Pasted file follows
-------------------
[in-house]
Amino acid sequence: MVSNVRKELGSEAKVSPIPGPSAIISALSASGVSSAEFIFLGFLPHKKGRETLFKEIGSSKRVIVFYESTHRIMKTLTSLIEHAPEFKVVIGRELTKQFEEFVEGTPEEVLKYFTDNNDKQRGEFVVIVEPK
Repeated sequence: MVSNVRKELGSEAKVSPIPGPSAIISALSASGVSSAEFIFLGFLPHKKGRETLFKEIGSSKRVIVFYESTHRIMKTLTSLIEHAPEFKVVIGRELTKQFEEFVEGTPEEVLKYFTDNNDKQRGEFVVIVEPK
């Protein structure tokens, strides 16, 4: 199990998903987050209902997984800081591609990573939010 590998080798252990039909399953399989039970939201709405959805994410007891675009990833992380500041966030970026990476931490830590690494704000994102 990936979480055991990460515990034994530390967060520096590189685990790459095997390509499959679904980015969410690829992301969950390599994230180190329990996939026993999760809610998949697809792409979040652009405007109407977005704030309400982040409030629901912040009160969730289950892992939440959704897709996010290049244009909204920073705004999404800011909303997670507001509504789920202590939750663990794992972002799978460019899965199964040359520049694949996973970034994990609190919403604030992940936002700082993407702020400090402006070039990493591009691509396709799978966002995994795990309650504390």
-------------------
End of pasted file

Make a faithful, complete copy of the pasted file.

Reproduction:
[in-house]
Amino acid sequence: MVSNVRKELGSEAKVSPIPGPSAIISALSASGVSSAEFIFLGFLPHKKGRETLFKEIGSSKRVIVFYESTHRIMKTLTSLIEHAPEFKVVIGRELTKQFEEFVEGTPEEVLKYFTDNNDKQRGEFVVIVEPK
Repeated sequence: MVSNVRKELGSEAKVSPIPGPSAIISALSASGVSSAEFIFLGFLPHKKGRETLFKEIGSSKRVIVFYESTHRIMKTLTSLIEHAPEFKVVIGRELTKQFEEFVEGTPEEVLKYFTDNNDKQRGEFVVIVEPK
């Protein structure tokens, strides 16, 4: 199990998903987050209902997984800081591609990573939010 590998080798252990039909399953399989039970939201709405959805994410007891675009990833992380500041966030970026990476931490830590690494704000994102 990936979480055991990460515990034994530390967060520096590189685990790459095997390509499959679904980015969410690829992301969950390599994230180190329990996939026993999760809610998949697809792409979040652009405007109407977005704030309400982040409030629901912040009160969730289950892992939440959704897709996010290049244009909204920073705004999404800011909303997670507001509504789920202590939750663990794992972002799978460019899965199964040359520049694949996973970034994990609190919403604030992940936002700082993407702020400090402006070039990493591009691509396709799978966002995994795990309650504390």